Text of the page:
Emerson writes in his journal in 1839:
“Burton’s Anatomy of Melancholy is a wonderful work of a man. To read it however is much like reading in a dictionary. I think we read it as an inventory to be reminded how many classes & species of facts exist &, by observing in to what strange & multiplex byways learning hath strayed, agreeably infer our opulence. A dictionary however is not a bad book to read. There is no cant in it. No excess of explanation. And it is very suggestive, full of inferences undrawn. There is all poetry & all prose & needs nothing but a little combination. See what hosts of forgotten scholars he feeds us withal.”
Years ago I was charmed to learn Oliver Sacks read the Oxford English Dictionary for amusement, something I had been doing since college when I discovered the OED. A good dictionary is a utilitarian tool, of course, like a screwdriver, but it’s also a cabinet of wonders, a CT-scan of human sensibility across space and time, and a story with infinitely diverging plot lines. I enjoy opening a big dictionary, turning to the page where my surname would appear (it never does), reading the adjacent entries and following a path of endless digression. In my copy of Webster’s Third New International Dictionary, a gift from friends thirty-seven years ago this month, with the covers and spine long ago detached from the text, I find these name-neighbors:
kurnakovite: “a mineral…consisting of hydrous borate of magnesium,” named after N.S. Kurnakov (1860-1941), a Russian mineralogist.
kurrajong (also koorajong or currajong): “any of certain Australian shrubs or trees esp. of the family Sterculiaceae that have strong bast fibers used by the aborigines for making cordage, nets, and matting,” also known as the bottle tree and the flame tree.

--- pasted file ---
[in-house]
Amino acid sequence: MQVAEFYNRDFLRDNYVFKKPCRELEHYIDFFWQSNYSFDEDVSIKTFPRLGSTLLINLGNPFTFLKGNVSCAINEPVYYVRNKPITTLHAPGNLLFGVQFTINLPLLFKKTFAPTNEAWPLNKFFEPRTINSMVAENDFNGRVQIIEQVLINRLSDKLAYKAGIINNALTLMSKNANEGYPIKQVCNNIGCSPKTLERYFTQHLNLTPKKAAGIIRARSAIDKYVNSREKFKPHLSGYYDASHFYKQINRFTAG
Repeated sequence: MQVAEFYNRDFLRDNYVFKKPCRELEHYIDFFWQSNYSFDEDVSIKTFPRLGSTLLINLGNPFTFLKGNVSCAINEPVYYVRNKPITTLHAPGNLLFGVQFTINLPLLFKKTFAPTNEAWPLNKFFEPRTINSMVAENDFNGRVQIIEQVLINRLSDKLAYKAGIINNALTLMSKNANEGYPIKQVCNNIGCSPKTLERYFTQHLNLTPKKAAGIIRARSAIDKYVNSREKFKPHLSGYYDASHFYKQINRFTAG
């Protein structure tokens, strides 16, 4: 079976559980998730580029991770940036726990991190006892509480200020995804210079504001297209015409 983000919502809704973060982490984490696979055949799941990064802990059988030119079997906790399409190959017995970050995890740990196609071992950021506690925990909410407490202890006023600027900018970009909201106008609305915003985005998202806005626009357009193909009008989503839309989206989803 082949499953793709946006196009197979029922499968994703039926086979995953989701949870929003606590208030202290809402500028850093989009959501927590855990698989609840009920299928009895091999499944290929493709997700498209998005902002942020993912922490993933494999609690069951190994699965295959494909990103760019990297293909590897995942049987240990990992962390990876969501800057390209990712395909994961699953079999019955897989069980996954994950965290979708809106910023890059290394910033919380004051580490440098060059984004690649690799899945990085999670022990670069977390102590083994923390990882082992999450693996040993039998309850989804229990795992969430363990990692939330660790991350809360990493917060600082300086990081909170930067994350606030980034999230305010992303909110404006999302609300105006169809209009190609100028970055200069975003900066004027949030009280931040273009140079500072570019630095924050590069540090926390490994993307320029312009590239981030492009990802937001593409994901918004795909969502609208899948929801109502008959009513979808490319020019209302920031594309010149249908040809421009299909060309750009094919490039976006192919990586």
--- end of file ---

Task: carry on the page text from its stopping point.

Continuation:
Lovely to be flanked, even in my absence, by exotic features of the natural world, things I’ve never seen. Kurnakov, I see, is known as “the founder of a new chemical discipline, physicochemical analysis,” and the kurrajong shows up in “The Man from Snowy River” (1890) by Kurnakov’s close contemporary Andrew Bartson “Banjo” Paterson (1864-1941), Australia’s national folk poet:
“And upward, ever upward, the wild horses held their way,
Where mountain ash and kurrajong grew wide;
And the old man muttered fiercely, `We may bid the mob good day,
No man can hold them down the other side.'"
Paterson is best known for “Waltzing Matilda,” and “The Man from Snowy River” was turned into a movie and a television series. Dictionaries, you see, are bottomlessly discursive. Even my bookless father, who to my knowledge never consulted Webster’s or any other lexicon, was fond of saying with utter assurance, “If you want sympathy you’ll find it between `shit’ and `syphilis’ in the dictionary.” Perhaps for the first time he and Emerson are in agreement:
“There is all poetry & all prose & needs nothing but a little combination.”